Pest Control – Keep a lookout for sod webworms that typically show up in June. Sod webworms, the larvae of lawn moths, live in the root level of your lawn and munch up the grass leaves. They can kill an entire lawn in a matter of days. When the weather turns hot, patches of your grass may start to turn brown. If you see little moths flying above your grass at dusk, and the brown patches start to get larger, you may have sod webworms.


Watering – Your lawn needs about 1 inch of water each week, either from sprinklers or rainfall. In July, continue watering enough to prevent turf wilting. Water two to three times each week, but avoid frequent daily irrigation.

Pest Control – During July, grub worms, the larvae of June and Japanese Beetles, begin to feed on healthy grass roots. They cause ugly brown patches in your lawn that can become extensive by Fall. Grub worm infestations cause your grass to look scorched with loose sod that lifts up easily. To be certain that the culprits are grubs, pull back the sod and look for white, C-shaped grubs. If you see more than 10 per square foot, your lawn should be treated with a pesticide. Grub worms, as well as caterpillars, aphids, chinch bugs, carpenter and red ants, fleas and ticks are commonly found in Northern NJ areas, and during hot weather they can flourish in your lawn causing extensive damage.

Pruning – If you have “bleeding trees,” those with a heavy sap flow, like maples, elms, dogwoods, birch or yellowwood trees in your landscape, it’s best to prune them in mid-summer.

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For the best lawn care in NJ, make plans for Fall lawn and garden renovations before cold weather arrives. August in Bergen County is usually still a warm month, so it’s important to continue regular lawn care and maintenance, Summer watering and pest control..

Planting – Over the Summer, your seasonal Spring and Summer flowers and plants will begin to wilt and die back. In August, remove dead growth and plants and replace them with Fall and Winter varieties.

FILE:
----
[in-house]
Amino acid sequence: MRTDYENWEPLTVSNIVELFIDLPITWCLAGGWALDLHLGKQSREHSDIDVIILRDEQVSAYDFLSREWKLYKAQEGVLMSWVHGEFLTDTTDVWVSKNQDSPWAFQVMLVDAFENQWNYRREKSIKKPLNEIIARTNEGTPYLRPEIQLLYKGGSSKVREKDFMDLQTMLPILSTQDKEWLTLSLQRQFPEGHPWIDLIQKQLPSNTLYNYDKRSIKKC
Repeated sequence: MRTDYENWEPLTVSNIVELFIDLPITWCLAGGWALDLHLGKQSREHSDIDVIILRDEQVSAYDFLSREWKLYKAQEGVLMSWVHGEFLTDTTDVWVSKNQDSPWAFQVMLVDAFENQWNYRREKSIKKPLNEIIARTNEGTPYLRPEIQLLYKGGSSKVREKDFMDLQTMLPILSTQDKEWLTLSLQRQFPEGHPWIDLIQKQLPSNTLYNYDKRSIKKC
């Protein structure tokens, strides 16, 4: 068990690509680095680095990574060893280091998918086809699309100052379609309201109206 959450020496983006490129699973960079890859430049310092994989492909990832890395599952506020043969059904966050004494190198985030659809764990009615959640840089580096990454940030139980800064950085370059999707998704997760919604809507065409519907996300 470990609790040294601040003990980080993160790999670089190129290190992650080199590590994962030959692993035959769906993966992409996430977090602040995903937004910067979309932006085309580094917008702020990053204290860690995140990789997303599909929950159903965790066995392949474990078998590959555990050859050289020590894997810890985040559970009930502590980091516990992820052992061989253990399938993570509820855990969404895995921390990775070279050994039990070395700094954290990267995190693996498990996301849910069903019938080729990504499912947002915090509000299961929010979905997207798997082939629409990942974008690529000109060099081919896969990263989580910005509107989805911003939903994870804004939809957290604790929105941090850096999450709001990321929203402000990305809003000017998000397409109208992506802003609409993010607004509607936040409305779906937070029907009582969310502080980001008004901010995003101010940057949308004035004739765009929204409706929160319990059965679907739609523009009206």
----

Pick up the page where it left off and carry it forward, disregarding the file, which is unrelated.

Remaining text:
During the fall, you need to prepare your lawn for winter. As cooler temperatures arrive, growth will start to decline and your grass, plants, shrubs and trees will begin to die back and go dormant.

Seeding and Sodding – If you plan to plant a new lawn, early Fall is the best time. Northern NJ temperatures are starting to cool down a little, and it’s important to seed or sod before cold weather sets in. Cool-season grasses like fine and tall Fescue, bluegrass, perennial ryegrass and wheat grass germinate best when soil temperatures are between 50 and 65 degrees Fahrenheit. These soil temperatures usually occur when daytime temperatures are between 60 and 75 degrees. When planted properly, Fescue grasses germinate within 10 to 14 days. For best results, seed or sod cool-season grasses when the temperature is below 70 degrees.

Fertilization – September is an important time to fertilize your lawn. Early Fall fertilization will help protect your lawn and plants during cold winter weather. It helps grass and plants to store essential nutrients in their root systems, so they have enough food for winter when nutrients get depleted. Cool-season grasses need a complete fertilizer as opposed to one that’s only high in nitrogen.

Lawn AerationAerating your lawn, punching small holes in the soil, will reduce soil compaction in cold weather when the ground freezes. September lawn aeration will allow soil and grass roots to get and store needed oxygen, water and fertilizer through the winter months. For best aeration lawn care in NJ, it’s best to hire a landscape professional with aeration knowledge, skill and proper equipment.


In October, leaves start to turn bright autumn shades of yellow and orange, and they end up all over your lawn. Regular maintenance is especially important as leaves begin to fall.

Rake Up Leaves – If leaves are left on your lawn, they can deprive your grass of oxygen that’s essential for green, healthy growth. Excessive leaves can pack down and cause grass damage. Whether you choose to mow over them or rake them up, get them off the grass.

Fertilization – When a second application of Fall fertilizer is desired, mid-October is a good time. In October, cooler temperatures will discourage vigorous leaf growth, so an additional fertilizer application can prolong green grass color into the winter.

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As winter approaches, continue regular lawn care in NJ to keep your lawn healthy and well-manicured.

Mowing – Continue mowing as long as your lawn is still growing to prevent overgrowth. Make sure your mower blades are sharp, and lower your mowing height as grass growth declines.

Watering – The weather may be getting cooler, but your lawn still needs one inch of water per week as long as it’s growing. If you seeded or planted new sod in early Fall, water until new grass growth is fully established.


December and January are the slowest months for lawn care in NJ, but regular maintenance is essential to keep overgrowth under control and prevent unwanted weeds, insects and pests. Continue regular lawn care and maintenance, and talk to your landscape professional about new, innovative Spring lawn ideas.